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ROCK ISLAND — Liam Haskill’s compassion-filled, warm-hearted words were crisp and to the point.

Like the rest of his family, he wears the will to better the lives of others on his sleeve.

His siblings Amber and Amy Haskill with their light-up-the-sky smiles, talked glowingly of family, friends and a community that heard, and responded in a big way, to their message.

Amber, Amy and Liam are driven, just like their old brother Logan — a college student at Drake University — to make a difference. And they have, like few if any their age have ever done before in the Quad-Cities.

The Haskills are 24-karat gems, kind and considerate diamonds who founded QCCloset2Closet.

For four years, Amber, Amy, Logan and Liam — with a huge assist from their parents, Alli and David Haskill — have provided wardrobe assistance to local teens who are homeless or in foster care.

From years of quarterly share sessions and drop offs and pick ups, QCCloset2Closet has grown into its own storefront in the former Seaford Building at 2613 5th Ave., Rock Island.

Youngsters in need now have access four nights a week to all that QCCloset2Closet can offer. On Thursday, 5-8 p.m., the Haskills will share the new center’s opening with the public.

“Touched by the support and care of a community immediately comes to mind,” said Liam Haskill, a Rock Island High School student, when asked about QCCloset2Closet finally having a storefront complete with industrial clothing hooks to handle its large inventory.

“That support fuels what we do,” he said. “I’m just grateful and lucky to be able to do my part in of all of this.”

The organization is the brainchild of Amber and Amy Haskill, adopted by Alli and Dave in 2010. The twin girls, students at Rock Island High School, spent six years in foster care before joining the Haskill family.

According to its website, QCCloset2Closet offers gently used all-season clothing, accessories and hygiene items. Clothing begin at youth size medium (8+) and also includes all adult/junior sizes for boys, young men, girls and young women, including extended sizes.

It also offers new socks, underwear, blankets and hygiene items.

The goal of QCCloset2Closet is simple: To make life better and instill confidence in those they serve.

“I cannot say enough about the support and respect we have been shown through all of this,” said Amber Haskill. “Sure, there are challenges. But the rewards outweigh all the hard stuff.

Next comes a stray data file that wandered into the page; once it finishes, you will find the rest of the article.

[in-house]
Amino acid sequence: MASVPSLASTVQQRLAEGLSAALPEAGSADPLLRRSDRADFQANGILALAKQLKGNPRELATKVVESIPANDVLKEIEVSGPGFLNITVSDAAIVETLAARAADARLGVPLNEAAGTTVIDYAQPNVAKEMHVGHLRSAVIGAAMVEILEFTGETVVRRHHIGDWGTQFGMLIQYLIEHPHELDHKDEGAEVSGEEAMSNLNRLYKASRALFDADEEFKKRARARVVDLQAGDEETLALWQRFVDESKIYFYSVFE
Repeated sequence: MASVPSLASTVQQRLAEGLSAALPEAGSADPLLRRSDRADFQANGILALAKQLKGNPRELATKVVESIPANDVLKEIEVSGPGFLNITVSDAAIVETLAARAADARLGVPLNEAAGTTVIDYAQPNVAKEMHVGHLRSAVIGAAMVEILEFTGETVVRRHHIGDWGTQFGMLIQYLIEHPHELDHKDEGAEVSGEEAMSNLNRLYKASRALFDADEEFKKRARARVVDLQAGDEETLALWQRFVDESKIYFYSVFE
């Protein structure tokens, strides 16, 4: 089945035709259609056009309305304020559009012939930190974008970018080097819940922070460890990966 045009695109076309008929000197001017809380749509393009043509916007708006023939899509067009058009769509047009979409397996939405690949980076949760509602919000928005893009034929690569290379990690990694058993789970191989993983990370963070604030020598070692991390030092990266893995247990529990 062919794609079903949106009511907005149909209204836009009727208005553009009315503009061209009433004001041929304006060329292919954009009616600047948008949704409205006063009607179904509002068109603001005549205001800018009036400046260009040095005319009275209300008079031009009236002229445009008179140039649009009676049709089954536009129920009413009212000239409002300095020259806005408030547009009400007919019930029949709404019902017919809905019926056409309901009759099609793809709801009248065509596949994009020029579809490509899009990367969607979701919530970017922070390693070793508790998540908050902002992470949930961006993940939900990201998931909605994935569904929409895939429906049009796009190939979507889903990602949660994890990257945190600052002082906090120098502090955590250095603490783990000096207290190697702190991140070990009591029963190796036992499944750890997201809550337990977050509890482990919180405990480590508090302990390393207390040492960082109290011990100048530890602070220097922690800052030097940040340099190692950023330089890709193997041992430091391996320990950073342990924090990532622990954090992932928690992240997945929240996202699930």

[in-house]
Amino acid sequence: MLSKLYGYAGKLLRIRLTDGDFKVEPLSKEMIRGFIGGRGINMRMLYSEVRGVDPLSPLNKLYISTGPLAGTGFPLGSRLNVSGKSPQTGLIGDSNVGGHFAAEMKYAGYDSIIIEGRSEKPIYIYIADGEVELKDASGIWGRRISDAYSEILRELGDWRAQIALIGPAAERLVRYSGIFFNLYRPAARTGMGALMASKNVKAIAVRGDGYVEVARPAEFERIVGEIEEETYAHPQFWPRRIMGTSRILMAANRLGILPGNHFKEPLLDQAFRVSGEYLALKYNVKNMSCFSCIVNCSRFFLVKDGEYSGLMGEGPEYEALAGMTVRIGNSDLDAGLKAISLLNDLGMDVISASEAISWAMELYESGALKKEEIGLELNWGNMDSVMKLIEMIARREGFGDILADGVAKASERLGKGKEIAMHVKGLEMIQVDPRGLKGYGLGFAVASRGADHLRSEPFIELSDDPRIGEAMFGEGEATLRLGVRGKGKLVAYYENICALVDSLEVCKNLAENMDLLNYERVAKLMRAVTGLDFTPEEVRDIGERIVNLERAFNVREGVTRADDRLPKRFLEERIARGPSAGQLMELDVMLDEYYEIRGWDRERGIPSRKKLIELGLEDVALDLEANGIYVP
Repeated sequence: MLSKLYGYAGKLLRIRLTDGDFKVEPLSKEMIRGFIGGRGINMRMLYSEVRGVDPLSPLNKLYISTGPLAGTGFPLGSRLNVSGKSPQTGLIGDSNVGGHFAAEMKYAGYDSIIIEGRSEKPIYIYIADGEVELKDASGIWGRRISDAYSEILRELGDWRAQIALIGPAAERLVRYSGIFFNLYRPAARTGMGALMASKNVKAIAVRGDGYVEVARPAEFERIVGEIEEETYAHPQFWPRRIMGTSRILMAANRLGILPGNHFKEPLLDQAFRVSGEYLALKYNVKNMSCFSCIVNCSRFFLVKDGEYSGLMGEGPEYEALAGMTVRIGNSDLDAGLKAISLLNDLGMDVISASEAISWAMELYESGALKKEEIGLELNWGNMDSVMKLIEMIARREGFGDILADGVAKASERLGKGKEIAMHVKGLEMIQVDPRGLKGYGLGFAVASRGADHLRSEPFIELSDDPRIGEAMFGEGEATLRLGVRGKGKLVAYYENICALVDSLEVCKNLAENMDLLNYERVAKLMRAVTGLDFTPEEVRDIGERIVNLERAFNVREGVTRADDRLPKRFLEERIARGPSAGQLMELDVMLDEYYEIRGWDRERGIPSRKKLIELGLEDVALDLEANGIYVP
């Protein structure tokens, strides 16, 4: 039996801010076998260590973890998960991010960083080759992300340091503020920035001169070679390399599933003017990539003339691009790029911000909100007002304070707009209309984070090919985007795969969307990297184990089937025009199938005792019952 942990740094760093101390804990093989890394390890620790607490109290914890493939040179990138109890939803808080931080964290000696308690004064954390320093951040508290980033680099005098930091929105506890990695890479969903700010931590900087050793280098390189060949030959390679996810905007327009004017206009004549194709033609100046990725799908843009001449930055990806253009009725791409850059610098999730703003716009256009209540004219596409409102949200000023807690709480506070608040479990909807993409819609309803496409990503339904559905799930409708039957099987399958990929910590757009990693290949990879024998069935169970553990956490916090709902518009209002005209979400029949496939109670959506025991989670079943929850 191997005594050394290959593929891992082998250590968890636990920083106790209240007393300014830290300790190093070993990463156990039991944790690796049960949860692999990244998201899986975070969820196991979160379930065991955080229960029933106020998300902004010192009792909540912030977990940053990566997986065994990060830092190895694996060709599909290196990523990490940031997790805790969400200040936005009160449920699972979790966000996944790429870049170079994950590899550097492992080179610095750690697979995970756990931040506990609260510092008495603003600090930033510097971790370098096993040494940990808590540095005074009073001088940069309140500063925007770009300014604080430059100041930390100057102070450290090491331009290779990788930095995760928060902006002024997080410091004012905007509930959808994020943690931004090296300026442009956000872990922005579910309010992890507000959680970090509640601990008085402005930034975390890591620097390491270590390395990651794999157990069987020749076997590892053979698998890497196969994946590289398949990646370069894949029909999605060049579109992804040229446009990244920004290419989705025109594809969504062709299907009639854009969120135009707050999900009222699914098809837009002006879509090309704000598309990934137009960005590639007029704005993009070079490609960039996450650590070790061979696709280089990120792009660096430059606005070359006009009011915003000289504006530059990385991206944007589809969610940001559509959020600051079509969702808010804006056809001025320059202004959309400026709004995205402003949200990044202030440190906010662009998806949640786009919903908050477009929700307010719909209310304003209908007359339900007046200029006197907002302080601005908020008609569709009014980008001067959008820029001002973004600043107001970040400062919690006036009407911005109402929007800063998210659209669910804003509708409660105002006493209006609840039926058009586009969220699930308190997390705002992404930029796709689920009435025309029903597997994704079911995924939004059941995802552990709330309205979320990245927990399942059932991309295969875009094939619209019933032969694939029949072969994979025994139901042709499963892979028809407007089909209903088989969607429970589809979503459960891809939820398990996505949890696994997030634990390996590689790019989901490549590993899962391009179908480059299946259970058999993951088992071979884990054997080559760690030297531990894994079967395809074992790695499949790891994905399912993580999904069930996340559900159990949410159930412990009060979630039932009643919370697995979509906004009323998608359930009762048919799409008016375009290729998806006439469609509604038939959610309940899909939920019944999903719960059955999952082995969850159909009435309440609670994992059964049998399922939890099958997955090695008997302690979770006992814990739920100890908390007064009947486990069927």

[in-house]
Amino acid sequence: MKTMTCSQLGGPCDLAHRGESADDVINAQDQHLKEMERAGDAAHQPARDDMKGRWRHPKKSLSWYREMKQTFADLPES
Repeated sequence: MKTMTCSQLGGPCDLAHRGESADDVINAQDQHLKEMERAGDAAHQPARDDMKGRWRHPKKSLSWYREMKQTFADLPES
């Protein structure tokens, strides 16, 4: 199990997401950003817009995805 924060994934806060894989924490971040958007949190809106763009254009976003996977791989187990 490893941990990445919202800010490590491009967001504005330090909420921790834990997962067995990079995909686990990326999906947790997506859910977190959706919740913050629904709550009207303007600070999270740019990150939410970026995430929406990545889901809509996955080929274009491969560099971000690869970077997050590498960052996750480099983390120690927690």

“You really do find out just how much people care — teens, adults, administrators at our school — when it comes to an undertaking like this,” she said. “We have seen the difference it makes in the kids we have served.”

To see the trio of teen’s eyes light up, mention their new digs in the spacious, former clothing factory.

“Room for what we have is important, and we now have space for everything,” Amy Haskill said of the Seaford building.

“We want to make this special for every kid that comes in here and do our best to make them happy” she said. “We understand what they are going through. We appreciate the opportunity to use the space we have.”

Through QCCloset2Closet, the Haskills have gained national recognition, as well as a $10,000 award from the All-State Foundation. Logan Haskill, who does the books for QCCloset2Closet was honored by Coca-Cola through its “Pay it Forward” campaign. Amber and Amy Haskill were named Rock Island’s Citizens of the Year in 2015.

Though older and wiser, the attention they’ve received has not changed the four siblings. They value, respect and have genuine care for the help their parents have provided.

They also have a deep gratitude for a generous community that has rallied behind them. When QCCloset2Closet is discussed, they work to make sure there are enough thank you’s to go around.

“You never want to forget anyone when you are talking about how we got to where we are,” Amber Haskill said. “It’s not because we have to; it’s because we want people to know how grateful we are. That sometimes takes a while.

“This would not be possible without our parents,” she said. “Something everyday in their lives — and they have jobs and other things to take care of — is about QCCloset2Closet. They know what it means to us, so it is important to them.”

She pauses.

“I cannot wait to show the world the new building,” she adds

It is a special building, run by kids doing special work.

“Room for what we have is important, and we now have space for everything.” Amy Haskill

Columnist John Marx can be reached at 309-757-8388 or


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